Background: The aims of the study were to determine, in the urine and oral samples of young adults, the genotype-specific prevalence of Human Papilloma Virus (HPV) infection, the HPV DNA type-specific prevalence in unvaccinated and vaccinated individuals, and the determinants of HPV infection. Methods: Selected participants were asked to fill in a self-administered questionnaire and to self-collect urine and saliva samples. Results: Among the 1002 participants, 81 (8.1%) resulted positive for HPV DNA. The most common low-risk genotype was HPV 42 (2.2%), followed by HPV 43 (0.8%), and 40 (0.5%). The HPV 51 was the most common high-risk genotype (1.5%) followed by HPV 66 (1%) and HPV 68 (1%), and no participants were infected with HPV genotypes 18, 33, 45. Females, those who have had one or more occasional sexual partner, those who never/rarely/sometimes used condoms during their sexual activity, those with a previous diagnosis of sexually transmitted infection, and those who were not vaccinated were more likely to be tested positive for HPV infection. Conclusions: The low prevalence of genital HPV infections has provided evidence of the effectiveness of HPV vaccination both in vaccinated and not yet vaccinated subjects through herd immunity and indicated its decisive role in the changing epidemiology of circulating HPV genotypes in the population.

Genital and Oral HPV Geno-Prevalence Measured through Urine and Saliva Samples in Young Adults in Italy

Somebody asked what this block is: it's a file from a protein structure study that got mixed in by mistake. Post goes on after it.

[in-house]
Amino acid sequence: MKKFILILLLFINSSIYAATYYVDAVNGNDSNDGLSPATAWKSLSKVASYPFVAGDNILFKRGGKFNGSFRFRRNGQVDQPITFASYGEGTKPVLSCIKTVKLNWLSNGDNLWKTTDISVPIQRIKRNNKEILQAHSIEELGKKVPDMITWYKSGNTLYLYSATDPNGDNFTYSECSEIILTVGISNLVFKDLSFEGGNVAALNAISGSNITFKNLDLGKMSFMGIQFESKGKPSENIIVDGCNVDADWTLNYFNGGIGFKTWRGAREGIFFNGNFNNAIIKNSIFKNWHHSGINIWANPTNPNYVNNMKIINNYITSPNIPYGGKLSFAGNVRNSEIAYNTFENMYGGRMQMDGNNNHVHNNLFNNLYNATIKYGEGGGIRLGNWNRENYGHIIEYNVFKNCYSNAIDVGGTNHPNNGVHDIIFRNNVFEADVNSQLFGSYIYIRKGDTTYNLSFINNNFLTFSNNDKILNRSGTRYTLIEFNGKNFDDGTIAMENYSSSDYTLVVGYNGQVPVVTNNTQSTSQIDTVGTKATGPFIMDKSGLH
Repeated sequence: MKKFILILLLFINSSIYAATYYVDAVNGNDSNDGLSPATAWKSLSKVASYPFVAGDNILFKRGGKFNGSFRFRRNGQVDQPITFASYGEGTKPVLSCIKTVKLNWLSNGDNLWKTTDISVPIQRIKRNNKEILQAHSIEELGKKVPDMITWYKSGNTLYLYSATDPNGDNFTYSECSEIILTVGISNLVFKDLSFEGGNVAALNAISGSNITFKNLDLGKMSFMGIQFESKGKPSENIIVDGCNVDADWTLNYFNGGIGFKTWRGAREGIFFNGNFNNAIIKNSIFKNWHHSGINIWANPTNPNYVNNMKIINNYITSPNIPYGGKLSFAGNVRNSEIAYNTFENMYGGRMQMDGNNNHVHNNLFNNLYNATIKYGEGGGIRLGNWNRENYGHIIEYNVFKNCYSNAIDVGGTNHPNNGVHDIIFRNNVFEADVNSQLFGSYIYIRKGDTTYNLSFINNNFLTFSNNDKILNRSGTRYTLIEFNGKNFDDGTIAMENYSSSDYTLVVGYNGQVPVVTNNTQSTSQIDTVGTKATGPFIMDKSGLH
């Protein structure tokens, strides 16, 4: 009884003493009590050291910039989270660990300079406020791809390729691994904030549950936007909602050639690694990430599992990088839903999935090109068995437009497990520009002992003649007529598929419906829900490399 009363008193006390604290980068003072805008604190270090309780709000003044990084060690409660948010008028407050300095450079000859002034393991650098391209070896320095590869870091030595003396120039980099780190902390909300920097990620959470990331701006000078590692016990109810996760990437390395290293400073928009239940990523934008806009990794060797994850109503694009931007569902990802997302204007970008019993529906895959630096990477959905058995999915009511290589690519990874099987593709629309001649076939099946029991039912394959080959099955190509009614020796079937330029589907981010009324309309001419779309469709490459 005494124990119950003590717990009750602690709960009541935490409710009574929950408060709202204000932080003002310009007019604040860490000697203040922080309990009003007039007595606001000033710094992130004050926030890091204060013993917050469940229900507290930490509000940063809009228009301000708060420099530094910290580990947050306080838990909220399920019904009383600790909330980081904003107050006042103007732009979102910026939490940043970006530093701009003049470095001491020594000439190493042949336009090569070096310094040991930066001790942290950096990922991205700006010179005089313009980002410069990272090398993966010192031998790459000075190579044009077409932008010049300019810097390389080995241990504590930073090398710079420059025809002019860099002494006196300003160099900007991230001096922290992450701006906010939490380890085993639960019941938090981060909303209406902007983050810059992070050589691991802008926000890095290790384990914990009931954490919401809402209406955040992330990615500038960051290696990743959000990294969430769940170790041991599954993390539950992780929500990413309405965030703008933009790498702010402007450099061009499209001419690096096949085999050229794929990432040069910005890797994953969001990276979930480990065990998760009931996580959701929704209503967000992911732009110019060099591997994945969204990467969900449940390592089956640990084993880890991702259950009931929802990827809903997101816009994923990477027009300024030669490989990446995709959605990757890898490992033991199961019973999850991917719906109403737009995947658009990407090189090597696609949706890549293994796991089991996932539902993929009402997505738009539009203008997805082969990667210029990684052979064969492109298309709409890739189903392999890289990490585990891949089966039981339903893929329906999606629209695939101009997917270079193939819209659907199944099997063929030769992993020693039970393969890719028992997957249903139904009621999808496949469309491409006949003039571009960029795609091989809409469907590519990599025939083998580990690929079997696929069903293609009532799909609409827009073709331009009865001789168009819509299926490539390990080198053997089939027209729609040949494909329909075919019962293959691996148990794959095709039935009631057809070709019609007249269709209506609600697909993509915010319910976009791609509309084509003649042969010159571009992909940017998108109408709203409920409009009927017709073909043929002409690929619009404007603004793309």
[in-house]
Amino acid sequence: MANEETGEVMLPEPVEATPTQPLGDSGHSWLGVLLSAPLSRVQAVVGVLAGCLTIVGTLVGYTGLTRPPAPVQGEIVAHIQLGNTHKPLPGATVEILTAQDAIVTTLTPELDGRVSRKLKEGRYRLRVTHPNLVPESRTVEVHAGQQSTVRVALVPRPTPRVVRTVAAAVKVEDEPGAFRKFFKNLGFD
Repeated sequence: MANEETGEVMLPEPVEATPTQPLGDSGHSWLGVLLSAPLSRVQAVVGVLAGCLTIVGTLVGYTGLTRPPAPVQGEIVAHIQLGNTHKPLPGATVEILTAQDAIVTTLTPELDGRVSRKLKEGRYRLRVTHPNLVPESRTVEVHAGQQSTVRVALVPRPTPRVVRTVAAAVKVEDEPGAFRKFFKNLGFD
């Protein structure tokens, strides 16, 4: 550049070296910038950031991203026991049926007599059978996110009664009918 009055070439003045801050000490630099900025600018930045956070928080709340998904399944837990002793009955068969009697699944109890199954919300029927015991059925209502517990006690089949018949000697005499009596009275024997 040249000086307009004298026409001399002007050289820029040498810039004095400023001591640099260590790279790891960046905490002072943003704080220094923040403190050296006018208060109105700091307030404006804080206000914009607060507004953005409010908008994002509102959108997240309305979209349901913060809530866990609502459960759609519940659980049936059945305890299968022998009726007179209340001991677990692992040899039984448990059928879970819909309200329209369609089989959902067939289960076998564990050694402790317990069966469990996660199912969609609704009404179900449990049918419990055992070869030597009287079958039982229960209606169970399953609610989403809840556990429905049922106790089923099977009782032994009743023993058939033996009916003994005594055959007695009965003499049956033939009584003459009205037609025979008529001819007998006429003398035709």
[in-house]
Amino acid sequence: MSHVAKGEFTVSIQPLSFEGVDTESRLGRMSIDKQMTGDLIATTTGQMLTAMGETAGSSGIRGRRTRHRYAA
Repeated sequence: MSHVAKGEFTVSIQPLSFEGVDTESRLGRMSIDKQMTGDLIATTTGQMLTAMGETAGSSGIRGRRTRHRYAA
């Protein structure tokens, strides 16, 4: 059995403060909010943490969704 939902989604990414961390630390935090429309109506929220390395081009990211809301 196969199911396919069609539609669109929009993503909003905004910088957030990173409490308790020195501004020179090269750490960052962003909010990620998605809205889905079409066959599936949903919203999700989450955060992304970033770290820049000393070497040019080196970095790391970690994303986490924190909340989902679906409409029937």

Angelillo, Silvia;Bianco, Aida;Licata, Francesca;Liguori, Giorgio;Pavia, Maria;Angelillo, Italo Francesco
2024-01-01

Abstract

Background: The aims of the study were to determine, in the urine and oral samples of young adults, the genotype-specific prevalence of Human Papilloma Virus (HPV) infection, the HPV DNA type-specific prevalence in unvaccinated and vaccinated individuals, and the determinants of HPV infection. Methods: Selected participants were asked to fill in a self-administered questionnaire and to self-collect urine and saliva samples. Results: Among the 1002 participants, 81 (8.1%) resulted positive for HPV DNA. The most common low-risk genotype was HPV 42 (2.2%), followed by HPV 43 (0.8%), and 40 (0.5%). The HPV 51 was the most common high-risk genotype (1.5%) followed by HPV 66 (1%) and HPV 68 (1%), and no participants were infected with HPV genotypes 18, 33, 45. Females, those who have had one or more occasional sexual partner, those who never/rarely/sometimes used condoms during their sexual activity, those with a previous diagnosis of sexually transmitted infection, and those who were not vaccinated were more likely to be tested positive for HPV infection. Conclusions: The low prevalence of genital HPV infections has provided evidence of the effectiveness of HPV vaccination both in vaccinated and not yet vaccinated subjects through herd immunity and indicated its decisive role in the changing epidemiology of circulating HPV genotypes in the population.
2024
HPV vaccination
geno-prevalence
saliva
urine
young adults
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Utilizza questo identificativo per citare o creare un link a questo documento: https://hdl.handle.net/20.500.12317/93397
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